Plastic Injection Molding

Plastic Injection Molding

What is Plastic Injection Molding?


After the plastic material is heated and plasticized in the injection barrel, the molten plastic flow will be injected into the mold cavity through the sprue and runner system, and finally, take shape after being cooled. This process is defined as plastic injection molding.
 

The Detail of the Process


During the molding process, the plastic pellets will be first delivered into the high-temperature injection barrel through the hopper, where they are heated, melted and plasticized into a sticky molten flow, which will then be injected into a lower temperature closed mold through the injection nozzle at a high speed under the great pushing pressure exerted by the plunger or the screw.
 
Under the great pressure, the molten plastic will fill the entire cavity and will also be compacted. After that, the plunger or the screw will return after a period of pressure holding. At this point, it is possible to flow back from the cavity into the sprue and runner system. When the mold opens after cooling and forming, the product will be released from the mold cavity.
 
The common process usually includes the following steps: feeding, plasticization, injection, pressure holding, cooling and mold release.
 
Feeding: Pellets or powders are fed into the hopper.
 
Plasticization: The plastic is heated in the barrel and turned from solid pellets into a molten flow, which possesses great plasticity.
 
Injection: The plasticized molten flow will be pushed to the forepart of the barrel by the plunger or the screw, and then injected to fill the mold cavity through the injection nozzle and sprue & runner system of the mold. This step is called an injection.
 
Pressure holding: When the molten material is shrinking inside the mold due to cooling, the plunger or the screw will continuously force the molten material in the barrel into the mold for replenishment, to ensure that a complete structured and the densely textured product is produced. This step is known as pressure holding.
 
Cooling: The in-mold cooling process usually refers to the entire process from the moment the molten material at the gate is fully solidified to the plastic part is ejected from the mold cavity; but actually the cooling step starts the minute the molten plastic flows into the cavity, covering the time period from completion of injection, pressure holding to the moment before mold release starts.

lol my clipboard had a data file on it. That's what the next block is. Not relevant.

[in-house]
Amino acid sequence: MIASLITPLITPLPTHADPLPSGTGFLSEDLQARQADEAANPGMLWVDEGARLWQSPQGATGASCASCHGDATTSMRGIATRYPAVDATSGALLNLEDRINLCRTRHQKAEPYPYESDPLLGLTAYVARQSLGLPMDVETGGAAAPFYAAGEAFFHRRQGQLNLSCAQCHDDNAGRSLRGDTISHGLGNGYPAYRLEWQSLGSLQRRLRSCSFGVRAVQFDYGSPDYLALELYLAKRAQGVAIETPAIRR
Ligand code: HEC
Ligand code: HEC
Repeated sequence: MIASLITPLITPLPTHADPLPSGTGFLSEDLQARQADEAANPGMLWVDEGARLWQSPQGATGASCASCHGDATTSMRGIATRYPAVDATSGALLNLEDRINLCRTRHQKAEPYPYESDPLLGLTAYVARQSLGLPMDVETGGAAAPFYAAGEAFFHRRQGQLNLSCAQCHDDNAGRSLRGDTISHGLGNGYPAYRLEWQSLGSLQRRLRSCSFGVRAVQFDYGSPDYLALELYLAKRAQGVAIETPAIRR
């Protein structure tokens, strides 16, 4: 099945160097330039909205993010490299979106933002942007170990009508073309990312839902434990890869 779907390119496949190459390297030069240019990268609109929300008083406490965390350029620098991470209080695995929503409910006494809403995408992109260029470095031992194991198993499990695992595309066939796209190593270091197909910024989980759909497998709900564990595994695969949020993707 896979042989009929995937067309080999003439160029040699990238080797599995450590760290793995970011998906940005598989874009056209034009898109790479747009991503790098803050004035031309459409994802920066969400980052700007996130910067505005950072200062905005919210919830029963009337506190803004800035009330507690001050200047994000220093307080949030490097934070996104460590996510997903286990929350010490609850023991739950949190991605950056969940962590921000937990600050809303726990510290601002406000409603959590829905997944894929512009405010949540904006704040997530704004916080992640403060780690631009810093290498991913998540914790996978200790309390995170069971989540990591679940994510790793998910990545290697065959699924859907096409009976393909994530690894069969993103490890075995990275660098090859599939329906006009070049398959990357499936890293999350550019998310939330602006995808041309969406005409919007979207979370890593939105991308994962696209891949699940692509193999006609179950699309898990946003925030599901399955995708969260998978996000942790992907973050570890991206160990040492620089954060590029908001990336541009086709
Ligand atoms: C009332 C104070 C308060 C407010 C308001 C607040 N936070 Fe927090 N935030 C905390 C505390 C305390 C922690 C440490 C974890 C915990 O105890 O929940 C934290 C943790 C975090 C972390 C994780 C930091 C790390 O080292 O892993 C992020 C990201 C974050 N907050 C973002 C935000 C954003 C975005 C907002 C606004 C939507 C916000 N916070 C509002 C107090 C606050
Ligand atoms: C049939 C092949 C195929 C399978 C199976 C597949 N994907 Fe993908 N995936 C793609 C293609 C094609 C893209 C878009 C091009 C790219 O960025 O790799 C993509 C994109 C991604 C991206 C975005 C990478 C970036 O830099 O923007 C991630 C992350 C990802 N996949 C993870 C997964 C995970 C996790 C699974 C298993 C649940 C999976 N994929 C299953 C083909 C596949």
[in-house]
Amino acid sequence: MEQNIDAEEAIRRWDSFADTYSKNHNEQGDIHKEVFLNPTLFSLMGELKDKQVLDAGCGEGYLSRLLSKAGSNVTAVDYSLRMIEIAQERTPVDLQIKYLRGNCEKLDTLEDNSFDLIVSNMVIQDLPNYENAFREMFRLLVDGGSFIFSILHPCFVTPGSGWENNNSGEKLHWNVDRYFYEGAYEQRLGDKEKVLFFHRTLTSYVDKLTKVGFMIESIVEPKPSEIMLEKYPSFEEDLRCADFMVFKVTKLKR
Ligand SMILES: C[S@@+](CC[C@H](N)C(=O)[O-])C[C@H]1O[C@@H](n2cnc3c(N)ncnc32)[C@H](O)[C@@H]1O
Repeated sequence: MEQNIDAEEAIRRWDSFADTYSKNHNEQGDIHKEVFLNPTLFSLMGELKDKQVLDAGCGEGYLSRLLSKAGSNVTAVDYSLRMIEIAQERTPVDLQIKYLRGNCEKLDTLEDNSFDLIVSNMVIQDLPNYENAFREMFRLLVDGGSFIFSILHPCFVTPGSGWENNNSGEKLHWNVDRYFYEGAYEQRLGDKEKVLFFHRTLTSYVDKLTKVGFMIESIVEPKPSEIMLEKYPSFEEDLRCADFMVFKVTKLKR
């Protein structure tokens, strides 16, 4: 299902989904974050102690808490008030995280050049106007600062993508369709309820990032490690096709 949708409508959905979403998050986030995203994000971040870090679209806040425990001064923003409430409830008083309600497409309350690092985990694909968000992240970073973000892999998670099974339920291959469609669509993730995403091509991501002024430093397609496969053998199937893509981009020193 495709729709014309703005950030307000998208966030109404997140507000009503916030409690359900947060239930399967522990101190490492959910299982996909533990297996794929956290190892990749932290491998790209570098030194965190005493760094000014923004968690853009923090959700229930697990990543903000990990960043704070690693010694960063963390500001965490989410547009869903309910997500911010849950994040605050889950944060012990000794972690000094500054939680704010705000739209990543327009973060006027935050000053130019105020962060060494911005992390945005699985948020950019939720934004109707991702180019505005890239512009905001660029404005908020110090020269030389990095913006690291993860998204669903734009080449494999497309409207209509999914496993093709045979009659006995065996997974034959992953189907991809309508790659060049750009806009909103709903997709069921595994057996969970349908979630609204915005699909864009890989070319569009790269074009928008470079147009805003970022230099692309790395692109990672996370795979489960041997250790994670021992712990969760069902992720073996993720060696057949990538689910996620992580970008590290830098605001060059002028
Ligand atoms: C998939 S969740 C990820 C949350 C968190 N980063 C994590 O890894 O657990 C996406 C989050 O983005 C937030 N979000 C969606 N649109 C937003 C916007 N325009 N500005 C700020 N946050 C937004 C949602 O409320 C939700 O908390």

Mold release/Ejection: Mold release is allowed when is cooled to a certain temperature, through which the plastic part is pushed out of the mold by the ejectors.
 

Why Choosing Plastic Injection Molding?


Injection molding process boasts a diversity of advantages, among which the most significant ones are shown below:
 
The process is able to be fully automated to realize high production efficiency (injection molding can be used to mass-produce parts in a very effective way).
 
The process makes it possible to produce the immensely detailed or complicatedly designed parts. What you need is an engineering design company or an internal design department to develop great designs. Yet, the moment apart is manufactured via the injection molding process, there would be little finishing work needing to be done because the produced parts look extremely finished.
 
To gain the desired material properties in your final products, you are allowed to select a wide range of materials in the plastic injection molding process or mix different materials for a combined outcome. The combined use of more than 1 material (usually 2 different materials) is referred to as co-injection molding. Generally speaking, very little waste will be produced in the injection molding process, because excessive materials are able to be easily recycled.
 
Mold inserts can be used to produce a new part (through this process, you can change the internal cavity without complete redesigning or re-machining of the steel or aluminum tools by CNC). Apparently, the life cycle of the tooling will be dependent on the injection molding materials, and particularly on the geometry of the part and the barrel temperature of the materials. To be specific, high temperatures and delicate (thin) geometric shapes will shorten the service life of the tooling.
 
However, the injection molding process also has some distinct disadvantages. For example, the tooling costs are too high that it is not easy for average independent designers to reach them. Keep this in mind; you will know how to choose the alternatives.
 

What Kinds of Material We Use For?


It is an important decision for you to choose the proper plastic materials for your customized injection molding project. You have to consider multiple factors before selecting the right materials, such as part application, function, flexibility, durability, and color. Different plastic molding materials look and behave differently, so the materials you choose will have a direct influence on your products' performance and features. You even need to consider the material's shrinkage rate.
 
If a plastic injection molded part is made out of a single material for the initial production run, the part dimensions may be affected if you change the material for future productions. This is because different materials show different shrinkage performance.
 
Zetar offers a wide range of plastic materials to be used for the process. We will also welcome you if you make requests for special resin materials. However, if what you need is not included in the list, please don’t hesitate to contact us and we will do what we can to meet your personalized material needs. The material we often use as below: ABS, PA6, PA66, PP, PC, PC/ABS, PS, POM, PPS and so on.

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